3. The Creative Void of a Hunchback Tree
With even a little experience of life we know that things are often not what they seem. A Taoist would go further. “Things are never what they seem”, he would tell us. “There is success in failure and failure in success. Beautiful things are ugly and ugly things are beautiful. For failure and success are but two sides of one coin. Beauty withers and ugliness turns into beauty. Everything changes; except for the immutable reality, Tao, which underlies both failure and success, beauty and squalor.”
A story may illustrate the point. A carpenter called Shih was on his way to the state of Chi accompanied by an apprentice. When they arrived at Chu Yuan they rested under a huge oak tree that overshadowed the village shrine. The tree spread a wide canopy of branches and towered as high as a hill. The apprentice was impressed. “Master,” he exclaimed, “never since I took up my axe and followed you, have I set eyes on more tempting timber. Why don’t you even look at it?”
“Shut up!”, Shih replied. “This tree is useless. The branches are gnarled and twisted; they won’t- do for beams or rafters. The trunk is curved and knotted; it can’t be used for coffins. Look at its wood: it’s all worthless timber A boat made of it would sink, a coffin would rot, a tool would split, a door would ooze sap and a beam would have woodworm. That’s why it has been left alone, because it’s useless.”
That night the sacred oak appeared to Shih in a dream. “Why are you belittling me?”, it cried. “Are you comparing me to so called useful trees? Have you never noticed what happens to them? Apple, pear, orange and other fruit trees are stripped bare at harvest. They are pruned or cut down when they don’t produce; all because they are ‘useful’. And what about catalpa, cypress and mulberry trees? As soon as they reach maturity, they are sawn into planks, beams and boards. You see, if you’re useful you attract attention. I’ve been trying for a long time to be useless. Once or twice an axe was laid to me, but being useless saved me. Could I ever have grown so large, if I had been useful? ”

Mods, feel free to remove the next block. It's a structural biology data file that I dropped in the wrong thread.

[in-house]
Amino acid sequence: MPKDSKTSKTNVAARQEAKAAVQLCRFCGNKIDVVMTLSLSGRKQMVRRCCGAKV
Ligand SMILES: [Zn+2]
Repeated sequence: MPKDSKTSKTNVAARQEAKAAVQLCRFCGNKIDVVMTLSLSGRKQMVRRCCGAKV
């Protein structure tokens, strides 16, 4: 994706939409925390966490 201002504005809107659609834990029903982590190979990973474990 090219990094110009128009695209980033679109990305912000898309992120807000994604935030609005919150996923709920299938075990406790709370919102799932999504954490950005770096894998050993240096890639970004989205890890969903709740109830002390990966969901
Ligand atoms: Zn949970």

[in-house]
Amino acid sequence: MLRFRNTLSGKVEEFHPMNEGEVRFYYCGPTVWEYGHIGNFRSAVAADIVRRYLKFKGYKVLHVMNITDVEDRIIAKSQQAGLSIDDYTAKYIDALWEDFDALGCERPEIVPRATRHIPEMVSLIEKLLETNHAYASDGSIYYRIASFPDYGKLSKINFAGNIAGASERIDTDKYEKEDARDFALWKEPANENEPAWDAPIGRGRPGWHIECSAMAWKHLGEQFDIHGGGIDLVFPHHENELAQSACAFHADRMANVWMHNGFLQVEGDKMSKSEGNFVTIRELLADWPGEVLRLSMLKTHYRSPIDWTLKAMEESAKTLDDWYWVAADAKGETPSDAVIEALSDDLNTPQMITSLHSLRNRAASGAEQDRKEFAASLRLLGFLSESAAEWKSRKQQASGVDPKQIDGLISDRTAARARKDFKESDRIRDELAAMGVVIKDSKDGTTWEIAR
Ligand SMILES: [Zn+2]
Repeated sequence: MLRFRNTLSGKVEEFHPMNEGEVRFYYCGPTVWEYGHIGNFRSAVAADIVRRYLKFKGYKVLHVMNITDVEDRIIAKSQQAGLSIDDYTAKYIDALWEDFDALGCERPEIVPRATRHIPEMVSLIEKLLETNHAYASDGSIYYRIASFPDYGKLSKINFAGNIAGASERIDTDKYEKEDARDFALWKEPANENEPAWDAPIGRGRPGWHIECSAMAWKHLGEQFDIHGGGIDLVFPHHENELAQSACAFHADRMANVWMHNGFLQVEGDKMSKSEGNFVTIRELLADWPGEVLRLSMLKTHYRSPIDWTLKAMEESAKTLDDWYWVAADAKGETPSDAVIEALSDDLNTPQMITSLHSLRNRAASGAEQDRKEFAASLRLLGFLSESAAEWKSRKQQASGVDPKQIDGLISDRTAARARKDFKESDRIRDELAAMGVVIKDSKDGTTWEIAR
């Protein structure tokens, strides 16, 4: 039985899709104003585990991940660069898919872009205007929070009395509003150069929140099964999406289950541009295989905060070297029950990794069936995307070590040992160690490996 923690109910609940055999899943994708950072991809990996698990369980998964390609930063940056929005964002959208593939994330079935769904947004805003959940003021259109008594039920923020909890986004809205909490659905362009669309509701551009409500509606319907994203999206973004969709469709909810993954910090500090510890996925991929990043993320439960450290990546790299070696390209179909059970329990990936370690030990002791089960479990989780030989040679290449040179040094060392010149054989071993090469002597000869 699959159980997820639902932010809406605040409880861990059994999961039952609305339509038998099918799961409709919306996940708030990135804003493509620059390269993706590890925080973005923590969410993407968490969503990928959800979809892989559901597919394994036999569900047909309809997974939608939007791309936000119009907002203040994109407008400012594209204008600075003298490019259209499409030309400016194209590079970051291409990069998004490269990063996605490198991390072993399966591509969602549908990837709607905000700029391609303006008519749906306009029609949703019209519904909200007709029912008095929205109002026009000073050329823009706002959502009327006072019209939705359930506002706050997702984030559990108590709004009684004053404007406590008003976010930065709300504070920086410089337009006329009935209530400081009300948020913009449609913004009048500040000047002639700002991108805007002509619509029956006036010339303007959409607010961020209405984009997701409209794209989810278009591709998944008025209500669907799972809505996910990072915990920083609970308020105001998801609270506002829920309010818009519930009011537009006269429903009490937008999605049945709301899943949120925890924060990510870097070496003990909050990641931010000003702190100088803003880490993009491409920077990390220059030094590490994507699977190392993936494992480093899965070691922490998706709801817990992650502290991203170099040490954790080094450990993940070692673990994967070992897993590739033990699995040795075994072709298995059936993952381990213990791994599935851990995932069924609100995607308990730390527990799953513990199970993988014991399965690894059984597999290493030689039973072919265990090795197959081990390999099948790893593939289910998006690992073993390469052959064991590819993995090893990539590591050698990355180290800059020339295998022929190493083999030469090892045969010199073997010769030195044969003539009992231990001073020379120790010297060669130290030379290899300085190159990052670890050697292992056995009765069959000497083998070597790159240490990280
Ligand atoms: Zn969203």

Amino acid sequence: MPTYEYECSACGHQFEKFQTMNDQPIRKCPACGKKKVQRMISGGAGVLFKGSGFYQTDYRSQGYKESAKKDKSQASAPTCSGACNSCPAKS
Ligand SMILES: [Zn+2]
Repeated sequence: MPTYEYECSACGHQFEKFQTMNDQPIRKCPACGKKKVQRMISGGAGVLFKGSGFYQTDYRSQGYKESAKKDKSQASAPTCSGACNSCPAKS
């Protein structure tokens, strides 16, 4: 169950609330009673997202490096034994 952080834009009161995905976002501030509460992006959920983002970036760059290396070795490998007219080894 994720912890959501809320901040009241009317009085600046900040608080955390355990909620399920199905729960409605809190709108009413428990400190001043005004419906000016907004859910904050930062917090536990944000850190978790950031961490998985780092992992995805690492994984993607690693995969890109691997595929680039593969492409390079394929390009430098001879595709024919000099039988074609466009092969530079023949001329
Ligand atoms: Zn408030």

When the carpenter remained speechless, the oak continued with even greater scorn. “You and I are both things. How can one thing presume to judge another thing? What does a fallible and useless man like you know about a useless tree?”
Shih woke up and began to reflect on the meaning of his dream. When he narrated the dream to his apprentice, the latter said: “If the oak really wants to be useless, why does it overshadow the shrine?”
“By golly! You are right”, Shih exclaimed. “It’s only pretending to be useless. No one will dare to cut it down because it is a sacred tree. That’s how it protects itself. We must look at it from a different point of view.” (1)
The story deliberately baffles us. A giant tree proves to be useless. We then realize how useful this uselessness is. Finally we discover it has some use, after all. The point is not only to make us discover that everything is relative; that much depends on the angle from which we view things.
The Taoist master wants us to feel the “swing” from one extreme to the other; as from usefulness to uselessness, and vice versa.